Aggie Sports sits down with athletics director Kevin Blue, discusses state of the program
As UC Davis wraps up its 2017-2018 academic year, the UC Davis athletics department likewise finds its season winding down. With 23 distinct NCAA programs competing over the course of the past 10 months, there are an abundance of performances, accomplishments and storylines to examine before the curtain officially closes on another year in Aggie sports.
For UC Davis director of athletics Kevin Blue, his second year as the head of the program was one of progress. A number of teams and individual student-athletes competed at very high levels this season, making their mark both in conference and at the national level. Even for the teams that did not win titles or get showered with accolades, Blue felt that several of these programs took an important step in the right direction.
UC Davis football exemplifies a program on the rise. Following a 2016 season that resulted in just three wins, the football program entered the 2017 campaign with a new head coach, Dan Hawkins, and a fresh playing style. Though the team still finished below .500 and missed postseason play, the Aggies managed to improve to a 5-6 record in large part behind a prolific aerial attack led by sophomore quarterback Jake Maier and junior wideout Keelan Doss.
“I think everybody is excited about the continued progress that the football team is making,” Blue said in a recent interview with the Aggie. With a sizeable recruiting class and foundational pieces like Maier and Doss set to return next fall, there is a fair amount of upside surrounding this new era of Aggie football. Blue added that he is confident in the leadership and direction Hawkins brings to the program while also acknowledging that no one can rush winning.
The Aggies will be tested early next season with a couple of premier non-conference matchups. UC Davis opens the 2018-2019 season with a game at San Jose State of the Mountain West Conference on Aug. 30. Two weeks later, the Aggies are scheduled to return to the Bay Area to take on Blue’s alma mater and Pac-12 power Stanford on Sept. 15.
“I think it’s a really good opportunity for the student-athletes to see where we measure up,” Blue said. “I expect that we’re going to compete with a lot of passion and a lot of enthusiasm, a lot of positivity. That’s certainly a game that everybody is looking forward to.”
Another UC Davis athletics program that has bounced back over the course of this past year is lacrosse. In her first year as head coach, Suzanne Isidor led the women’s lacrosse team to an 8-6 record and an appearance in the conference title game, where the Aggies suffered a one goal overtime loss to San Diego State. Despite falling short of winning the title, the Aggies’ accomplishments this season were enough to award Isidor with MPSF coach of the year honors. Junior midfielder Taylor Cuenin, who netted 37 goals and finished with a league-leading 2.85 points per game, was also praised for her performance this year by being awarded MPSF player of the year. In Blue’s eyes, Isidor’s ability to bring almost immediate success to the team and to get the most out of standouts like Cuenin this season has “really transformed” the program.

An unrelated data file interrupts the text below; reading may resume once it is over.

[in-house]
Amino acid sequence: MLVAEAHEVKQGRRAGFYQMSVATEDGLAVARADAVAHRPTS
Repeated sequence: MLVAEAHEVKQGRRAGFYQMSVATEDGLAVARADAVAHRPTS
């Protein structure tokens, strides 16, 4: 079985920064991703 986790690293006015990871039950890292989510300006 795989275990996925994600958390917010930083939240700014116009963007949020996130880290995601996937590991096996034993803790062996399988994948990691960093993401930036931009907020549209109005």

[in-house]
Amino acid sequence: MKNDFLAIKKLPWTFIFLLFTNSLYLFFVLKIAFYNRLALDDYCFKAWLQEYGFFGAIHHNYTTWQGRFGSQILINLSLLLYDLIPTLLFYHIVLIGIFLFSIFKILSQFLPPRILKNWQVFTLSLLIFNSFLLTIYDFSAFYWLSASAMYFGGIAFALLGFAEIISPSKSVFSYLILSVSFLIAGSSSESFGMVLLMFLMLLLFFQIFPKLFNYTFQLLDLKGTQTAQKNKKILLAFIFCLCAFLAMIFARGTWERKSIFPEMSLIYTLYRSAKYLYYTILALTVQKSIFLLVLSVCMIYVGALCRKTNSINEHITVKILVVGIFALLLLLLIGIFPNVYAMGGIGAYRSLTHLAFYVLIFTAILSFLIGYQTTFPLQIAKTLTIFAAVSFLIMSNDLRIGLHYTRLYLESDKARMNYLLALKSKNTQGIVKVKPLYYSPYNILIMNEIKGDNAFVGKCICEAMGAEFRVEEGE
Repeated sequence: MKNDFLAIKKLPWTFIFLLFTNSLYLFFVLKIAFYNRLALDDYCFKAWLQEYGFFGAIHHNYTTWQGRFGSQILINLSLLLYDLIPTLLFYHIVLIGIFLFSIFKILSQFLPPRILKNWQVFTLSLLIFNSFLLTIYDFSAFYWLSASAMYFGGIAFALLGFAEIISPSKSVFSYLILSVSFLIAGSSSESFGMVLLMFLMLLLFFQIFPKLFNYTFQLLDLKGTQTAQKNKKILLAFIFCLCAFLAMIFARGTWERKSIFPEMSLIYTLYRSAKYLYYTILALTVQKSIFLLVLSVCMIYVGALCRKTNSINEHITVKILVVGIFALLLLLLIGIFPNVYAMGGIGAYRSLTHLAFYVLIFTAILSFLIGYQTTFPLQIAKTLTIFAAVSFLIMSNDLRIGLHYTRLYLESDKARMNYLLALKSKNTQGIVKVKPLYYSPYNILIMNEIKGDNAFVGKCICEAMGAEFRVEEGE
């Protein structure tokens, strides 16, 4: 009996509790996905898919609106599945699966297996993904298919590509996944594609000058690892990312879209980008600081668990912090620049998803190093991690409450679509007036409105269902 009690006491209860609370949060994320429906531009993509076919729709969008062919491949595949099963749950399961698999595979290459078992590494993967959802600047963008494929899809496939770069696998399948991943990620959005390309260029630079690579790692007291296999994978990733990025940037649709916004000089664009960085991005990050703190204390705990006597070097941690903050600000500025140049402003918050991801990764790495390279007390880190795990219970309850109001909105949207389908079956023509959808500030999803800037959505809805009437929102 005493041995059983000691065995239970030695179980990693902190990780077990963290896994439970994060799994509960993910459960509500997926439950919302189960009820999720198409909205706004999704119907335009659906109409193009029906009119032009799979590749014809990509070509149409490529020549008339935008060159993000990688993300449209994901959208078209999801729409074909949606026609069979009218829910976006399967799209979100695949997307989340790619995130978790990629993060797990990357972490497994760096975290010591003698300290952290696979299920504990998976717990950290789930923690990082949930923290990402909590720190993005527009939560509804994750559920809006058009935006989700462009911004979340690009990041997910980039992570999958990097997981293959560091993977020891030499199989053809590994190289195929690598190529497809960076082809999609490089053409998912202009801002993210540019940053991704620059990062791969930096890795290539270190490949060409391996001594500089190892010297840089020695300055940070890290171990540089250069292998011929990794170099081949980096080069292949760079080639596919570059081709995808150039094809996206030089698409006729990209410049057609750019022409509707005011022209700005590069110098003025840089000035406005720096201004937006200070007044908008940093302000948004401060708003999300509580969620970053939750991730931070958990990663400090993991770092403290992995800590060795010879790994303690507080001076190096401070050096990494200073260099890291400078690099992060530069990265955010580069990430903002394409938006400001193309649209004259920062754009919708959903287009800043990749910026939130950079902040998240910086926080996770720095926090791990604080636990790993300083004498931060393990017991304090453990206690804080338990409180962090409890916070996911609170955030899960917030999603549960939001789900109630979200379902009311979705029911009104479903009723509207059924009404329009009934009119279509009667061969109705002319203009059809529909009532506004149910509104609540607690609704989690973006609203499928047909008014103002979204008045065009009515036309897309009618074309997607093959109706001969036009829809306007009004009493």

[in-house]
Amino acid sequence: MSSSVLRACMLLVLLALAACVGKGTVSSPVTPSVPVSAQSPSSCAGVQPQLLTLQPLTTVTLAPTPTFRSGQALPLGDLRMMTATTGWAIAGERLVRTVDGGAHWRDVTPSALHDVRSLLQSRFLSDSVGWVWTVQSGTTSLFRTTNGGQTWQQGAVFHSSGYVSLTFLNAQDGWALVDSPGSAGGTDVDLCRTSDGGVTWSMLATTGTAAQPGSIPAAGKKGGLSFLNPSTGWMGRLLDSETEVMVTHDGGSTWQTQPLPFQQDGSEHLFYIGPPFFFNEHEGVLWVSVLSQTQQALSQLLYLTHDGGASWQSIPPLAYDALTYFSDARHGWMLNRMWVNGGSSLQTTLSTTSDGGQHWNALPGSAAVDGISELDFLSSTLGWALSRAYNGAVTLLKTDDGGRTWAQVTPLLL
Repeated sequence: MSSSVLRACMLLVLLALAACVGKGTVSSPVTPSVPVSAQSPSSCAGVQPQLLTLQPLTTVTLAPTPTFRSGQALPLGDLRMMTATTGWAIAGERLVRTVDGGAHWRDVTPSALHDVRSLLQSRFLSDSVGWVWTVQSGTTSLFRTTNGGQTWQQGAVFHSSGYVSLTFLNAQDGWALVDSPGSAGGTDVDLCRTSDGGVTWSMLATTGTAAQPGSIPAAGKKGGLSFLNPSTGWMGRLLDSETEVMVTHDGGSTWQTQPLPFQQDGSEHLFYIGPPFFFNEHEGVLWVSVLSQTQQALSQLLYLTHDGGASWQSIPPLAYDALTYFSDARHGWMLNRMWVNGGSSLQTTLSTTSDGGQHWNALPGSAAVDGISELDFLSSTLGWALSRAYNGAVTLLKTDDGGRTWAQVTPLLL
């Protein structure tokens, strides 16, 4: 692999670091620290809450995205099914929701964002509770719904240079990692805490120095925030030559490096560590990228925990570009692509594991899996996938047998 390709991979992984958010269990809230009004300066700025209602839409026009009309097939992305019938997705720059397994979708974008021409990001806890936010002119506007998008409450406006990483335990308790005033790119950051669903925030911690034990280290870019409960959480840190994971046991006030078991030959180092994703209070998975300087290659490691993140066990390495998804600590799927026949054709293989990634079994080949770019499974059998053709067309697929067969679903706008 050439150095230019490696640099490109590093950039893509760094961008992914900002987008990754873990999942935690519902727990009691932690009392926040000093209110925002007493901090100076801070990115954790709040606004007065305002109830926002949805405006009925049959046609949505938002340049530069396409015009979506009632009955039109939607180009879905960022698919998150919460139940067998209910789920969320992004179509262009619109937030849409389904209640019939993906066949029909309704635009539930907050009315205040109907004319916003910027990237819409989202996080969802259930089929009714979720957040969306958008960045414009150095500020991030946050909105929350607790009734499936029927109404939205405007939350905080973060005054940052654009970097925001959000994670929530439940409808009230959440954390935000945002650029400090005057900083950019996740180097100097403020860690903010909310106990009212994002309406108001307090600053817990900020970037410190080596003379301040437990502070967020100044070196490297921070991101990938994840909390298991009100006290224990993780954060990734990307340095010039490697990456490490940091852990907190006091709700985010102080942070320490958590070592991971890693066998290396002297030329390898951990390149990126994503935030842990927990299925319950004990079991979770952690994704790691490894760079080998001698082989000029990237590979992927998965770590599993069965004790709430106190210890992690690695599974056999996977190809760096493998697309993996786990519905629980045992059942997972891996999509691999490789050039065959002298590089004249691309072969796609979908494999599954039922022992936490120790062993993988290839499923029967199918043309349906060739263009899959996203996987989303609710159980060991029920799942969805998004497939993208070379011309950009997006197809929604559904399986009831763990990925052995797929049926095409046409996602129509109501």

Progress was made on the pitch too. Building upon a promising 2016-2017 season that ended abruptly in the first round of the Big West conference tournament, UC Davis men’s soccer finished this year’s regular season at the top of the table. After racking up 22 points in conference, the Aggies battled their way to the Big West title game this past November, where they ultimately lost in penalty kicks to Cal State Fullerton. For its efforts this season, UC Davis’ coaching staff was recognized by United Soccer Coaches as the coaching staff of year in the far west region, and was one of eight finalists for national coaching staff of the year.
UC Davis also found tremendous success in the water this season. The women’s water polo team had a productive regular season, finishing second in conference and ranking as high as No. 8 nationally. Star seniors Paige Virgil and Greta Kohlmoos each earned all-Big West first team honors in their final season as Aggies.
The men’s water polo team was also ranked as high as No. 8 in a wildly impressive season of its own. The Aggies repeated as Western Water Polo Association champions and earned a second consecutive NCAA national tournament berth after defeating UC San Diego in the WWPA title game on Nov. 19. Senior utility Cory Laidig was awarded WWPA player of the year and his junior utility teammate, Ido Goldschmidt, was given all-America third team honors.
Additionally, UC Davis’ Child & Meisel Families Director of Men’s Water Polo, Daniel Leyson, was awarded WWPA coach of the year for the second year in a row.
“I think that one of the things that stands out about that team is that they compete and are coached in a way that they know who they are,” Blue said. “They work hard and they don’t cut corners and the work that they’ve put in, and the work that coach Leyson has put in, over the last few years is showing up in the results and we’re really excited about that continuing.”
The UC Davis sport that exhibited perhaps the most overt level of success this season was basketball. Returning from deep title runs in 2017, both the women’s and men’s basketball teams entered the new season with heightened ambitions that, at least for the most part, were realized.
For the men, the year was marked with early adversity. Senior forward Chima Moneke was suspended indefinitely from the program following a mysterious incident that occurred in southern California in February. The uncertainty surrounding Moneke’s availability down the final stretch of the regular season caused observers to question whether or not the Aggies had a legitimate chance at competing for a conference title.